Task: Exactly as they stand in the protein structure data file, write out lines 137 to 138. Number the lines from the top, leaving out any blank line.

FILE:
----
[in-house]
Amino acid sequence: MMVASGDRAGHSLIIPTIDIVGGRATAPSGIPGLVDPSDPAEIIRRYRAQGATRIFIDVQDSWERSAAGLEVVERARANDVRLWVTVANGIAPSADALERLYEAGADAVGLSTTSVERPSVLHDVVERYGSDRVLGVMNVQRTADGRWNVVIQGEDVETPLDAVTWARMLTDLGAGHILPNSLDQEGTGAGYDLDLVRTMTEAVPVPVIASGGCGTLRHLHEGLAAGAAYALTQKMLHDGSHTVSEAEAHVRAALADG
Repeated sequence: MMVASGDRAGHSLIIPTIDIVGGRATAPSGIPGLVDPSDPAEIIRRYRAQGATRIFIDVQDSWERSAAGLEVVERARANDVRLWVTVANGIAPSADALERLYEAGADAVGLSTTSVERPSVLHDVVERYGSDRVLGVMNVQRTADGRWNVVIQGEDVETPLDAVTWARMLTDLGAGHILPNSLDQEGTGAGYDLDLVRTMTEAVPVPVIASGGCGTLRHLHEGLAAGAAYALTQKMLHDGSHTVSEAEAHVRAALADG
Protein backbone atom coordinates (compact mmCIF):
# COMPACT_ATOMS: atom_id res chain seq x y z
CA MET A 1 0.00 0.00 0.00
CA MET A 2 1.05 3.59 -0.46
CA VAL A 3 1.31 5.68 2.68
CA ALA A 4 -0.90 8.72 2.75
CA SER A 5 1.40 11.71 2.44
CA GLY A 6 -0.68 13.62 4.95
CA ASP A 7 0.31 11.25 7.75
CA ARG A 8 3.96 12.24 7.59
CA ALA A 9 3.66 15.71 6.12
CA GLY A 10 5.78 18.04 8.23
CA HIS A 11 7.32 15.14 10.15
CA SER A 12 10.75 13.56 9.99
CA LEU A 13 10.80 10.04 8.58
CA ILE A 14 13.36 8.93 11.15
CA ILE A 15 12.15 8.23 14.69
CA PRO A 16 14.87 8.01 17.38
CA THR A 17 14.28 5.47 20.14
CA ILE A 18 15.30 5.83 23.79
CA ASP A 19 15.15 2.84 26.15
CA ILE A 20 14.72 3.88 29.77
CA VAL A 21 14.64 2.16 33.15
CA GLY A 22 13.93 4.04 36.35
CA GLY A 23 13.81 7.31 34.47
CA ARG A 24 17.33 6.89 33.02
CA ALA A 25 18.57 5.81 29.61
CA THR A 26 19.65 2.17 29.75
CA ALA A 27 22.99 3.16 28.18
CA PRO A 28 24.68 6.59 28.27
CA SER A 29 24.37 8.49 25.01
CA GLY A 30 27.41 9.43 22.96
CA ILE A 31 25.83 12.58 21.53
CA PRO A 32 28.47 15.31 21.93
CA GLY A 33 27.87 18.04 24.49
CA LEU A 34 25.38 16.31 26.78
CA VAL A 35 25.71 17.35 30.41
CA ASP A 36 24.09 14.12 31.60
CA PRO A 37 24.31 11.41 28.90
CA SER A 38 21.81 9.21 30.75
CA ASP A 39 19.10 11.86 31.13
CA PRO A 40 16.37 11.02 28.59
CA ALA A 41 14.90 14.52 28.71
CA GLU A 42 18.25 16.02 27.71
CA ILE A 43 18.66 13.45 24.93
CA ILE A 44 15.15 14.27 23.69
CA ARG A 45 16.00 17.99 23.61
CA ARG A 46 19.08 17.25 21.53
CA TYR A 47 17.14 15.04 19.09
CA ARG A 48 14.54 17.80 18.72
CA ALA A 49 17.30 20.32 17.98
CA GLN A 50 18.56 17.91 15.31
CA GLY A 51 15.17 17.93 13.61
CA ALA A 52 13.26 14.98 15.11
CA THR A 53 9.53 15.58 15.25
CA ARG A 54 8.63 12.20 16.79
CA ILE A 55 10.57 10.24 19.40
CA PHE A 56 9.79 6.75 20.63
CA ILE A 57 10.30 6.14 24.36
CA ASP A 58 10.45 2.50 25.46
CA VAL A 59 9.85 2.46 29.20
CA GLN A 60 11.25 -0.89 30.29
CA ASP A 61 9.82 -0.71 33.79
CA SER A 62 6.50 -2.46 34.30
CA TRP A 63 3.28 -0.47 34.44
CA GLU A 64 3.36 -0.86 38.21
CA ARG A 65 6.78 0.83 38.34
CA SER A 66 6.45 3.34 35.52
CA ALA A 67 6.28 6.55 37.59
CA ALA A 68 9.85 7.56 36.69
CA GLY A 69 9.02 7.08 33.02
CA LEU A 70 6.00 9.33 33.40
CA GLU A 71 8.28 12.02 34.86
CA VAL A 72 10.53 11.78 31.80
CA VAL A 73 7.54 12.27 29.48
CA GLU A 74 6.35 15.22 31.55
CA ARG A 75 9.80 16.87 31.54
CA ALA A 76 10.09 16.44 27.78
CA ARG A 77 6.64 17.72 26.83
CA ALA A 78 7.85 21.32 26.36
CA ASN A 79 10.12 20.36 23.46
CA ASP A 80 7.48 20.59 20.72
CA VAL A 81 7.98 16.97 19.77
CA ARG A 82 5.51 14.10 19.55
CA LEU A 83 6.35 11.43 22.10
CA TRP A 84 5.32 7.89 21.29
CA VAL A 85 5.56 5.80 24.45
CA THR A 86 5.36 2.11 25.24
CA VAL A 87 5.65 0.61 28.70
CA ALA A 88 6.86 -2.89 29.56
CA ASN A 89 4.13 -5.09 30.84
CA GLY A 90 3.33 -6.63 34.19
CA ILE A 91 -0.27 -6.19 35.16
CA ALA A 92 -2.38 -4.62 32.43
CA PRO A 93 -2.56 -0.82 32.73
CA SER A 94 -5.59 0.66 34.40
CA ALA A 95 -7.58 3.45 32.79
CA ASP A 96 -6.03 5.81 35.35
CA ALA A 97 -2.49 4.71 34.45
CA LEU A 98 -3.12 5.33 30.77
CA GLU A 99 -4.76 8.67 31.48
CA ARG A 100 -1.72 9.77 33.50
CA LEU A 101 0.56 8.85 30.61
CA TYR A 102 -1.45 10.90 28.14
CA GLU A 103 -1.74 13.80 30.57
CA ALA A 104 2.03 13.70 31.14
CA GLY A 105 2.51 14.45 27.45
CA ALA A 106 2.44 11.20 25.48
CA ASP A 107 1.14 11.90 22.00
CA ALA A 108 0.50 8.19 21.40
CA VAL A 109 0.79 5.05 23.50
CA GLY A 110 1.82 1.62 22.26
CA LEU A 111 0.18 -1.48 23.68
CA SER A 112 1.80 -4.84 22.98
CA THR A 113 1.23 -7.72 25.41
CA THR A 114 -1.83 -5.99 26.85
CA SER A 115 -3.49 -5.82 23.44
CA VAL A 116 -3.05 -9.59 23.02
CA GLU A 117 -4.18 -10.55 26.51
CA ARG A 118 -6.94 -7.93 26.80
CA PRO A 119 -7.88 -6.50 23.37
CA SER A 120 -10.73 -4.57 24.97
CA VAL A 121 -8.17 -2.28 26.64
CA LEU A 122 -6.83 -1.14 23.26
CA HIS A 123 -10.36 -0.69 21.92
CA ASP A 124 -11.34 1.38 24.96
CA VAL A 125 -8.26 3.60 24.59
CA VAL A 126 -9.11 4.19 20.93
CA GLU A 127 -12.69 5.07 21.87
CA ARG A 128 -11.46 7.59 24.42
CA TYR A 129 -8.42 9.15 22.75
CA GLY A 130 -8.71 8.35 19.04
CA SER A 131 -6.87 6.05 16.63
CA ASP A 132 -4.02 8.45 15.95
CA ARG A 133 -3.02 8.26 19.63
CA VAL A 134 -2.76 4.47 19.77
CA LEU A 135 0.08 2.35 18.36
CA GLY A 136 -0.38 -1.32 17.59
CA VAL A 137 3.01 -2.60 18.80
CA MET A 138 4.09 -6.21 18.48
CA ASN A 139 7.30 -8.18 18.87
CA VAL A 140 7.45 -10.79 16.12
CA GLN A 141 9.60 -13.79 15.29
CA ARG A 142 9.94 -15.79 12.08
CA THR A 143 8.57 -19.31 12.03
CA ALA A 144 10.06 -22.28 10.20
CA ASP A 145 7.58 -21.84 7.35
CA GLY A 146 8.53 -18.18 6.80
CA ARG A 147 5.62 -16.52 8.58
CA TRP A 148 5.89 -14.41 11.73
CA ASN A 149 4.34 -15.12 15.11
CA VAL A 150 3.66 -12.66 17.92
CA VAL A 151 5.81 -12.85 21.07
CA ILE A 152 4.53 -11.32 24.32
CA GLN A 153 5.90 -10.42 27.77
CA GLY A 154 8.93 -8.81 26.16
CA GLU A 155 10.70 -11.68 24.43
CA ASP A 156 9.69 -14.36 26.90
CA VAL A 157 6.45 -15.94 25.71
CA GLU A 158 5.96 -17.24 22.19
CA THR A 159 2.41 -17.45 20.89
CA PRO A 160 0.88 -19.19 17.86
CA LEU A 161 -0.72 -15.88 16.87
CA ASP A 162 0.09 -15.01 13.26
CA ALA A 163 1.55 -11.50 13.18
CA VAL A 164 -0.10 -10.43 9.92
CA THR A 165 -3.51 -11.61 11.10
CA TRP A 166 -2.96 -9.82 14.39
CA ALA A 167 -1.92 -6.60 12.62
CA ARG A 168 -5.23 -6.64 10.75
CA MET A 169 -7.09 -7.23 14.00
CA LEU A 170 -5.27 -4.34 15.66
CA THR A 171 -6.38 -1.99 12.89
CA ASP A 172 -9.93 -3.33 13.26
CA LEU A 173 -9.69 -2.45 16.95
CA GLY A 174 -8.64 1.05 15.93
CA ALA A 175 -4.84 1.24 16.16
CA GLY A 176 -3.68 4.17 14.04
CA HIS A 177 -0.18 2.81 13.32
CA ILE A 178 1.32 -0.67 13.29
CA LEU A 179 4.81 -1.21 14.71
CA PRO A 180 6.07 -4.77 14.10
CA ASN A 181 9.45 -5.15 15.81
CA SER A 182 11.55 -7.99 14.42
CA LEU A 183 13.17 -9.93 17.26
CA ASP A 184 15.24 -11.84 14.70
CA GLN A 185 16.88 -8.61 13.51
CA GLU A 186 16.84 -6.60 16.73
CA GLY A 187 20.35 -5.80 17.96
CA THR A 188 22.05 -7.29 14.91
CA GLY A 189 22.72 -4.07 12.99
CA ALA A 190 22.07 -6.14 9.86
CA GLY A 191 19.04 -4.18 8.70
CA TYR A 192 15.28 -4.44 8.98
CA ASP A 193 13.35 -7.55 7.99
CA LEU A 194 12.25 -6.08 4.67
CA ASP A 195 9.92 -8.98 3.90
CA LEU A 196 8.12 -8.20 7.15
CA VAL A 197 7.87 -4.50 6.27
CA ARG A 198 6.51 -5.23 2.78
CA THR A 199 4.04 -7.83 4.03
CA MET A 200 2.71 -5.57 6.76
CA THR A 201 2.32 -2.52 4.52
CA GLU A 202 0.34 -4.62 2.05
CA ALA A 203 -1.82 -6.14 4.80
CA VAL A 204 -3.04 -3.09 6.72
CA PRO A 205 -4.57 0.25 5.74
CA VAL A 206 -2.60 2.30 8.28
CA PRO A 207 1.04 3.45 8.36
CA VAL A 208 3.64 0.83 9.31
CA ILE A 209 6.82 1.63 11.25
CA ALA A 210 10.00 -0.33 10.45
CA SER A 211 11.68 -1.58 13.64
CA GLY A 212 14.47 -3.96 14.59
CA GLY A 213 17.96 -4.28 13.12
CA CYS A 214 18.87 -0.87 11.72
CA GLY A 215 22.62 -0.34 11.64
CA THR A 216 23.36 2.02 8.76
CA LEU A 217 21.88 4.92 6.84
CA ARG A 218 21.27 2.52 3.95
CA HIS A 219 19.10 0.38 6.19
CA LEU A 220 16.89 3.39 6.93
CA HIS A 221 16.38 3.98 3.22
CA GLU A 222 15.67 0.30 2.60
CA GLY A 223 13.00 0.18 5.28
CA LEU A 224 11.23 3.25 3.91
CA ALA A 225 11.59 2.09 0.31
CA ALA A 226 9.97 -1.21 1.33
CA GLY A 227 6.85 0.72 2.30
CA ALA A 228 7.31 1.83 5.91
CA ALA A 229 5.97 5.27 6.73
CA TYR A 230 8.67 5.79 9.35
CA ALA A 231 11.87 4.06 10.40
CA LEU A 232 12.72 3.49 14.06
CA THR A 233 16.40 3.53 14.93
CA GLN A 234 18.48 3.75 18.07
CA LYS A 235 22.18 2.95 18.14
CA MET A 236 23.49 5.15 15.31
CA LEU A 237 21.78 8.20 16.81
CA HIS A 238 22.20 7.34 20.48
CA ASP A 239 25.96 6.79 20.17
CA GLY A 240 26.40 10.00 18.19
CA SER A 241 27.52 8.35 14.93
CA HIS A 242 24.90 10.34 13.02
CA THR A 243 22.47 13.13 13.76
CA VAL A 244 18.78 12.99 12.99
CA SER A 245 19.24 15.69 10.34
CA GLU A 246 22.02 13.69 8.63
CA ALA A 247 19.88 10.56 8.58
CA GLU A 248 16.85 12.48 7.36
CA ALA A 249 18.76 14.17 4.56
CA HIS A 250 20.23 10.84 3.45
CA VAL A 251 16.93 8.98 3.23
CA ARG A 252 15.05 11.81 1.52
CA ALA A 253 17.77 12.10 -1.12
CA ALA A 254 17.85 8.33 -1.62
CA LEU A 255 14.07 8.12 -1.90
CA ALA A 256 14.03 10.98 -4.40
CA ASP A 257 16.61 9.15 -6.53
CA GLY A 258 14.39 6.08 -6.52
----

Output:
CA ASP A 132 -4.02 8.45 15.95
CA ARG A 133 -3.02 8.26 19.63